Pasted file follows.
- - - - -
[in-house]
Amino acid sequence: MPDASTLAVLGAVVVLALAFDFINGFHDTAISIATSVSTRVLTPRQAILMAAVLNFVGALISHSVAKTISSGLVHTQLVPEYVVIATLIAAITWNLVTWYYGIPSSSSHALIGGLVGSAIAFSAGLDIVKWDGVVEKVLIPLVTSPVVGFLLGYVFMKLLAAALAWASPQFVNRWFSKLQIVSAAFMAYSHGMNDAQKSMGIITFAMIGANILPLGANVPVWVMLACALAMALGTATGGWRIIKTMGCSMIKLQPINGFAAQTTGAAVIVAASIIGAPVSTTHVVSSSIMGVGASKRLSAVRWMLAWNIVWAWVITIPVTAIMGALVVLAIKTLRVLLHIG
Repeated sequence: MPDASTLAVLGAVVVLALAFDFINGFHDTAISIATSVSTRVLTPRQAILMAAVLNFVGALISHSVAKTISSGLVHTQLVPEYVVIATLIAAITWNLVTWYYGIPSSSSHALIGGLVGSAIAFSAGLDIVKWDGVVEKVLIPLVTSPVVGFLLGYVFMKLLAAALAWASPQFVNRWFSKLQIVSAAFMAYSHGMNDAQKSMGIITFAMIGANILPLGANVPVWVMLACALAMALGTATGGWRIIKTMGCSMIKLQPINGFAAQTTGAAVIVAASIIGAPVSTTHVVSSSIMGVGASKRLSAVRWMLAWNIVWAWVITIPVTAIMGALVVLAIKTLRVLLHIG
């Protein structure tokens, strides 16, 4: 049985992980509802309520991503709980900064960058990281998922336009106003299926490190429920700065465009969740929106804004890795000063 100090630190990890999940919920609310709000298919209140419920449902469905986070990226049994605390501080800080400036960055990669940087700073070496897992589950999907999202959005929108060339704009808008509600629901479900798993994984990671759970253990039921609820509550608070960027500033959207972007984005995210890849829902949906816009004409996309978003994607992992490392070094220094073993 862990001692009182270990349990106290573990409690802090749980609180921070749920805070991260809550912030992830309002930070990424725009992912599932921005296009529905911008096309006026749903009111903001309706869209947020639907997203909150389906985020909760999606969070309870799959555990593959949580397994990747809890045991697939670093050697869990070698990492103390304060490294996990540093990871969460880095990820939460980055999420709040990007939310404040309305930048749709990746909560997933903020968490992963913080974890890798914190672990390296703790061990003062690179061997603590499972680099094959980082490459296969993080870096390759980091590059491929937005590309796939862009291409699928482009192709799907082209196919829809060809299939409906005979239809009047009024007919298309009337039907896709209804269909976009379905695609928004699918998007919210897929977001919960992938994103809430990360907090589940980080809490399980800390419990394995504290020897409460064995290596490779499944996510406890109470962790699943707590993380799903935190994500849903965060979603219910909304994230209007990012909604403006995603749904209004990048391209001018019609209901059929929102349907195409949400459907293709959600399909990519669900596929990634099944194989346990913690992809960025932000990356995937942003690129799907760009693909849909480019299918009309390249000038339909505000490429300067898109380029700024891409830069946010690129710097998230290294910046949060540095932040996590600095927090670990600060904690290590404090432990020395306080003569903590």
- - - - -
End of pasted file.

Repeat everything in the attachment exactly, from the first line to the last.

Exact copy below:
[in-house]
Amino acid sequence: MPDASTLAVLGAVVVLALAFDFINGFHDTAISIATSVSTRVLTPRQAILMAAVLNFVGALISHSVAKTISSGLVHTQLVPEYVVIATLIAAITWNLVTWYYGIPSSSSHALIGGLVGSAIAFSAGLDIVKWDGVVEKVLIPLVTSPVVGFLLGYVFMKLLAAALAWASPQFVNRWFSKLQIVSAAFMAYSHGMNDAQKSMGIITFAMIGANILPLGANVPVWVMLACALAMALGTATGGWRIIKTMGCSMIKLQPINGFAAQTTGAAVIVAASIIGAPVSTTHVVSSSIMGVGASKRLSAVRWMLAWNIVWAWVITIPVTAIMGALVVLAIKTLRVLLHIG
Repeated sequence: MPDASTLAVLGAVVVLALAFDFINGFHDTAISIATSVSTRVLTPRQAILMAAVLNFVGALISHSVAKTISSGLVHTQLVPEYVVIATLIAAITWNLVTWYYGIPSSSSHALIGGLVGSAIAFSAGLDIVKWDGVVEKVLIPLVTSPVVGFLLGYVFMKLLAAALAWASPQFVNRWFSKLQIVSAAFMAYSHGMNDAQKSMGIITFAMIGANILPLGANVPVWVMLACALAMALGTATGGWRIIKTMGCSMIKLQPINGFAAQTTGAAVIVAASIIGAPVSTTHVVSSSIMGVGASKRLSAVRWMLAWNIVWAWVITIPVTAIMGALVVLAIKTLRVLLHIG
């Protein structure tokens, strides 16, 4: 049985992980509802309520991503709980900064960058990281998922336009106003299926490190429920700065465009969740929106804004890795000063 100090630190990890999940919920609310709000298919209140419920449902469905986070990226049994605390501080800080400036960055990669940087700073070496897992589950999907999202959005929108060339704009808008509600629901479900798993994984990671759970253990039921609820509550608070960027500033959207972007984005995210890849829902949906816009004409996309978003994607992992490392070094220094073993 862990001692009182270990349990106290573990409690802090749980609180921070749920805070991260809550912030992830309002930070990424725009992912599932921005296009529905911008096309006026749903009111903001309706869209947020639907997203909150389906985020909760999606969070309870799959555990593959949580397994990747809890045991697939670093050697869990070698990492103390304060490294996990540093990871969460880095990820939460980055999420709040990007939310404040309305930048749709990746909560997933903020968490992963913080974890890798914190672990390296703790061990003062690179061997603590499972680099094959980082490459296969993080870096390759980091590059491929937005590309796939862009291409699928482009192709799907082209196919829809060809299939409906005979239809009047009024007919298309009337039907896709209804269909976009379905695609928004699918998007919210897929977001919960992938994103809430990360907090589940980080809490399980800390419990394995504290020897409460064995290596490779499944996510406890109470962790699943707590993380799903935190994500849903965060979603219910909304994230209007990012909604403006995603749904209004990048391209001018019609209901059929929102349907195409949400459907293709959600399909990519669900596929990634099944194989346990913690992809960025932000990356995937942003690129799907760009693909849909480019299918009309390249000038339909505000490429300067898109380029700024891409830069946010690129710097998230290294910046949060540095932040996590600095927090670990600060904690290590404090432990020395306080003569903590």